So imagine the Dodgers come back with a healthy lineup all season in 2017–which includes keeping their closer, Jansen, in the fold. Or imagine the Giants sign Jansen, or one of the other top-flight relievers, and thereby solidify the most glaring weakness on a team that still has a lot of strengths. Or imagine some other team, outside last year’s playoff cohort, signing Chapman away from Chicago. Still confident the Cubbies make it back-to-back?

All in all, then, it would appear that the balance of power in the National League rests upon which of the three big closers–Chapman, Jansen, Melancon–winds up where. What’s the most likely scenario?

First, it’s most likely that Chapman re-signs with Chicago. This is not only because they won it all together this year, and probably think that they can do it again next year with team intact, but also because Chapman has some baggage and is probably going to be too toxic for a team like the Giants to want to bring in. (Seriously, if you think the Bay Area has been protest-happy after Trump’s victory, wait to you see what goes down in S.F. if Chapman signs with the Giants.)

The Dodgers are also unlikely to go after Chapman, for the reason cited above but also because they already have a guy who’s about as good, if they re-sign Jansen, which they almost certainly will. After all, the franchise is wildly rich, so Jansen’s price can’t be an object; and there’s been little scuttlebutt that says he’d like to move on to another team. So Jansen probably stays in L.A.

Thus, it comes down to Melancon. He’s not as flashy and well-known as the other two, but he’s been very effective, both in his years with the Pirates and with the Nationals after being traded there last July. The Giants desperately need a closer. They won’t get Chapman or Jansen (probably). And Melancon is one of those second-tier guys that S.F. tends to pursue over the top of the list guys (Cueto and Samardzija instead of Lester or Grienke, for examples).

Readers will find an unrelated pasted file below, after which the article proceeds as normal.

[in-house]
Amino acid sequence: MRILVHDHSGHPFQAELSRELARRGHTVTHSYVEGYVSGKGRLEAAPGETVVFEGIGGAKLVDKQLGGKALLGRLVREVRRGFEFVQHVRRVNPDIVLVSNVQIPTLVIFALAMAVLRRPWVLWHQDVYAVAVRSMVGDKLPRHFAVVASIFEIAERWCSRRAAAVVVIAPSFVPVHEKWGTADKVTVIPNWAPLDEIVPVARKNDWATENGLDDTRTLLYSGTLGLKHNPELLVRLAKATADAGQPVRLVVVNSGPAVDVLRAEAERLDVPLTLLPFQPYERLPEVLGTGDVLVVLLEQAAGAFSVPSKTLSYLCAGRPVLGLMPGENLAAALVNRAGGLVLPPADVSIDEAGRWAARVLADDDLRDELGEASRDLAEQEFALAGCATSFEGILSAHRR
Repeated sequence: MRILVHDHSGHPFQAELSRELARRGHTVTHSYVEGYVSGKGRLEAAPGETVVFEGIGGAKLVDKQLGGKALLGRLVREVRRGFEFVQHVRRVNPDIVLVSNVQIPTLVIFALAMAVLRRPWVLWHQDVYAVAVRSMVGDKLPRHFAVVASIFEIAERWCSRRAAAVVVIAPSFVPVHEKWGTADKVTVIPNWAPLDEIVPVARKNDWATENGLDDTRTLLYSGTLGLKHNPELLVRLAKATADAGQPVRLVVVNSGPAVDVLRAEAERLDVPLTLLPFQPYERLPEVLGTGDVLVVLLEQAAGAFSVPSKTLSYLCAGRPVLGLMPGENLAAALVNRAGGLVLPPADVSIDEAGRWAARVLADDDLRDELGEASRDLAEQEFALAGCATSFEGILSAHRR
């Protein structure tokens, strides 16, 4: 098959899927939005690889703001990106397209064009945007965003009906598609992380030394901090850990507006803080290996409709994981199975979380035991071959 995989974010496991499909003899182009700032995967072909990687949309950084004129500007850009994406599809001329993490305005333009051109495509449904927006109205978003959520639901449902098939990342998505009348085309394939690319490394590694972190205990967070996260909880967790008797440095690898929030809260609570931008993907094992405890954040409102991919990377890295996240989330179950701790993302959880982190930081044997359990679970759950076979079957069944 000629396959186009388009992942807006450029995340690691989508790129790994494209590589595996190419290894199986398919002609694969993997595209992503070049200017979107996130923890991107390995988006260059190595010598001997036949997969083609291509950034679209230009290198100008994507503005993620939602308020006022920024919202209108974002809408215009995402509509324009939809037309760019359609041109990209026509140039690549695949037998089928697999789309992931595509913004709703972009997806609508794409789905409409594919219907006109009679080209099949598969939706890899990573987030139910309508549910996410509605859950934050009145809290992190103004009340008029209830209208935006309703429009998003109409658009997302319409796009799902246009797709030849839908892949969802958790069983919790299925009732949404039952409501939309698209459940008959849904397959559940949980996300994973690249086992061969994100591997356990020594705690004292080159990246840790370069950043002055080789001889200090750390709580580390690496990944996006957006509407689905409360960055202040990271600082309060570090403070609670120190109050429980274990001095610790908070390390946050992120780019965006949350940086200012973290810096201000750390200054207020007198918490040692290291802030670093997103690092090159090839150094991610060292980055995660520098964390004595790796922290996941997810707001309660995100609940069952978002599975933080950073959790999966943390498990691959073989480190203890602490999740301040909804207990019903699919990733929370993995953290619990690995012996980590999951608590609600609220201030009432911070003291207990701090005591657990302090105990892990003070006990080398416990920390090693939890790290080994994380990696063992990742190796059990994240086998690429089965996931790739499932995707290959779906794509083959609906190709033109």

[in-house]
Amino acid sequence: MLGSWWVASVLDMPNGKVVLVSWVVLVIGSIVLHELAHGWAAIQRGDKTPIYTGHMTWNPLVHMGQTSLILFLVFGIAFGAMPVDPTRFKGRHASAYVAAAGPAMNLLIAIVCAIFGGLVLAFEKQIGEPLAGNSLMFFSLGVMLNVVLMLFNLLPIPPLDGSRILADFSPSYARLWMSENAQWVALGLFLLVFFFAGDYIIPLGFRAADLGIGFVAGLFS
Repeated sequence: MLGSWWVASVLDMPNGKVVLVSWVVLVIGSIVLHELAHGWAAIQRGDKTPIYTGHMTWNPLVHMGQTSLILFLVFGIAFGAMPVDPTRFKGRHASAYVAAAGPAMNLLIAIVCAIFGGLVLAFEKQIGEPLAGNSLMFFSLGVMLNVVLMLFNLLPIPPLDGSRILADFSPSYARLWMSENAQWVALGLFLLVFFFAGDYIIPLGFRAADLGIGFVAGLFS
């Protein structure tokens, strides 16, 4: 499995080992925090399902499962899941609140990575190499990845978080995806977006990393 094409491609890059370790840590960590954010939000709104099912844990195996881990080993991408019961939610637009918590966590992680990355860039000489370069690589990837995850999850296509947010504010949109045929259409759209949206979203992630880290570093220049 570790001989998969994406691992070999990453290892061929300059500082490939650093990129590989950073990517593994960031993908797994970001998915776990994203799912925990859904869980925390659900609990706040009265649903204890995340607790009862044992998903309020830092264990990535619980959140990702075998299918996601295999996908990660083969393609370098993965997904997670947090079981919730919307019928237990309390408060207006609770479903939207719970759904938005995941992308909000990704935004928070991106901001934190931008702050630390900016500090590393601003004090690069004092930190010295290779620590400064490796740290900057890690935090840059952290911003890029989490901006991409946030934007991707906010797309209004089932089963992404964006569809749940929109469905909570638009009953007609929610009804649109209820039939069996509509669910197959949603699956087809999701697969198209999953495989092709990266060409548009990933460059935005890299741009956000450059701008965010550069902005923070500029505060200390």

Everything points to the Giants signing Melancon, and the other two teams keeping their top-flight closers. This means no major shakeup in the NL’s power structure–but it will mean a closing of the gap. (By the way, the Nationals will not be given up for dead if they lose Melancon; their strengths went beyond their bullpen, and you can expect them back in the hunt even if their closer leaves.)

There still might be a wild hare thrown into the mix somewhere down the line. Perhaps Chapman is whisked away from the Cubs by some other, more off-the-radar team; for instance, Seattle could improve its playoff chances significantly with a proven closer (they coughed up an ugly 25 blown saves in 2016, an effort that might have kept them out of the playoffs this past season).

Or maybe Chapman’s arm finally explodes, after years of doing what a human arm is not supposed to be able to do. It’s possible. Or the Cubs might just let him go, if they think it’s a John Wetteland situation–and that they have another Mariano Rivera waiting in the wings.

But the biggest probability says that Chapman remains a Cub, Jansen stays in L.A., and Melancon goes to San Francisco. And then we’ll see how a rough repeat of this year’s playoffs will play out when the cards are dealt again next October. Fly the W while you can, Chicago–there’s not guarantee it will work out again next year.